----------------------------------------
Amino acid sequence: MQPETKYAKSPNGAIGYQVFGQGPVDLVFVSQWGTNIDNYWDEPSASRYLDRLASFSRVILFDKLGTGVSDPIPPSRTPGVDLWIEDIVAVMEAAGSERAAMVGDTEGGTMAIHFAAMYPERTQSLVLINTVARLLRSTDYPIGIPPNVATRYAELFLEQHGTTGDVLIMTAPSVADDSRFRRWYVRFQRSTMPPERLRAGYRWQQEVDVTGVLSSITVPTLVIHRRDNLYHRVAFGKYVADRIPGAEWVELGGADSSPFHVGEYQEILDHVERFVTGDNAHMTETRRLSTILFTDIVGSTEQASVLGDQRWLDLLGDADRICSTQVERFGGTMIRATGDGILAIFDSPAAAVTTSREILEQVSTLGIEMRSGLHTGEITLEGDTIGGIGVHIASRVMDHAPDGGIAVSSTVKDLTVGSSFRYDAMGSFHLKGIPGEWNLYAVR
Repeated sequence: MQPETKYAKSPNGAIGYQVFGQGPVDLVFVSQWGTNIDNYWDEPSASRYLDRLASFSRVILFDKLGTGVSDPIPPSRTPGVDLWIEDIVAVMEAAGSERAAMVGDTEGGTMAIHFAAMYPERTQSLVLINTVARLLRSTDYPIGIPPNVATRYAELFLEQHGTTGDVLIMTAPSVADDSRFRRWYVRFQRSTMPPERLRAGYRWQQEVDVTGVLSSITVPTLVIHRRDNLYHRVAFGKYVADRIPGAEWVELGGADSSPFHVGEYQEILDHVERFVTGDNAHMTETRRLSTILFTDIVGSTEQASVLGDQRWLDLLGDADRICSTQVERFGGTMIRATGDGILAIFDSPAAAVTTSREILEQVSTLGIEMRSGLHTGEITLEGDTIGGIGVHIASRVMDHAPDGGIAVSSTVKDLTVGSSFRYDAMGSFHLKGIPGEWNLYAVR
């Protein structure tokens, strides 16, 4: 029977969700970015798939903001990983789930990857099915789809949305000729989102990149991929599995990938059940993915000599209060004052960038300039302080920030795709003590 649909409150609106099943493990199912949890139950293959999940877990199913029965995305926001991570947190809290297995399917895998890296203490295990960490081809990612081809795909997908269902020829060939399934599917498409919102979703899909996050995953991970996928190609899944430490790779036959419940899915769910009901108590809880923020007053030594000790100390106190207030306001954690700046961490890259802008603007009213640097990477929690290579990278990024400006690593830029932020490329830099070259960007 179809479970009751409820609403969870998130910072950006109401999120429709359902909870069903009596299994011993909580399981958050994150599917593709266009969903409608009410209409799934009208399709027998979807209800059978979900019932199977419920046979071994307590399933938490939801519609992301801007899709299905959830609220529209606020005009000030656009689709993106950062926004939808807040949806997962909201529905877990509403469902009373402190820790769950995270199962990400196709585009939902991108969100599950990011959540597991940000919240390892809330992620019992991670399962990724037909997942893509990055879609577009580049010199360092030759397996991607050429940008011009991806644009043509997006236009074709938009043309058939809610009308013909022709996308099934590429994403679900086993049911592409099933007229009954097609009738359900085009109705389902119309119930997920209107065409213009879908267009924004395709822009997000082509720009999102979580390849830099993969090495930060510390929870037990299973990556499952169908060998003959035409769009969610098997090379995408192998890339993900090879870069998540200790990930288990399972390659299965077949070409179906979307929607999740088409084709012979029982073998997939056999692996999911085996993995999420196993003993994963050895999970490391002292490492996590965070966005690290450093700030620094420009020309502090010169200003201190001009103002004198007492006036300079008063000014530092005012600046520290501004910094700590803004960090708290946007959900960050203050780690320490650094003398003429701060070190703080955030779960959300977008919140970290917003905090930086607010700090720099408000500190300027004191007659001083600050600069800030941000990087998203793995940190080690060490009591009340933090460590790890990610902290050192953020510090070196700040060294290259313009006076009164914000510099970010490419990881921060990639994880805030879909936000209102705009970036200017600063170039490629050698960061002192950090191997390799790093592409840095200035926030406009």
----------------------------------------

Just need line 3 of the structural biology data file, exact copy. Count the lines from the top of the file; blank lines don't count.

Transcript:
């Protein structure tokens, strides 16, 4: 029977969700970015798939903001990983789930990857099915789809949305000729989102990149991929599995990938059940993915000599209060004052960038300039302080920030795709003590 649909409150609106099943493990199912949890139950293959999940877990199913029965995305926001991570947190809290297995399917895998890296203490295990960490081809990612081809795909997908269902020829060939399934599917498409919102979703899909996050995953991970996928190609899944430490790779036959419940899915769910009901108590809880923020007053030594000790100390106190207030306001954690700046961490890259802008603007009213640097990477929690290579990278990024400006690593830029932020490329830099070259960007 179809479970009751409820609403969870998130910072950006109401999120429709359902909870069903009596299994011993909580399981958050994150599917593709266009969903409608009410209409799934009208399709027998979807209800059978979900019932199977419920046979071994307590399933938490939801519609992301801007899709299905959830609220529209606020005009000030656009689709993106950062926004939808807040949806997962909201529905877990509403469902009373402190820790769950995270199962990400196709585009939902991108969100599950990011959540597991940000919240390892809330992620019992991670399962990724037909997942893509990055879609577009580049010199360092030759397996991607050429940008011009991806644009043509997006236009074709938009043309058939809610009308013909022709996308099934590429994403679900086993049911592409099933007229009954097609009738359900085009109705389902119309119930997920209107065409213009879908267009924004395709822009997000082509720009999102979580390849830099993969090495930060510390929870037990299973990556499952169908060998003959035409769009969610098997090379995408192998890339993900090879870069998540200790990930288990399972390659299965077949070409179906979307929607999740088409084709012979029982073998997939056999692996999911085996993995999420196993003993994963050895999970490391002292490492996590965070966005690290450093700030620094420009020309502090010169200003201190001009103002004198007492006036300079008063000014530092005012600046520290501004910094700590803004960090708290946007959900960050203050780690320490650094003398003429701060070190703080955030779960959300977008919140970290917003905090930086607010700090720099408000500190300027004191007659001083600050600069800030941000990087998203793995940190080690060490009591009340933090460590790890990610902290050192953020510090070196700040060294290259313009006076009164914000510099970010490419990881921060990639994880805030879909936000209102705009970036200017600063170039490629050698960061002192950090191997390799790093592409840095200035926030406009």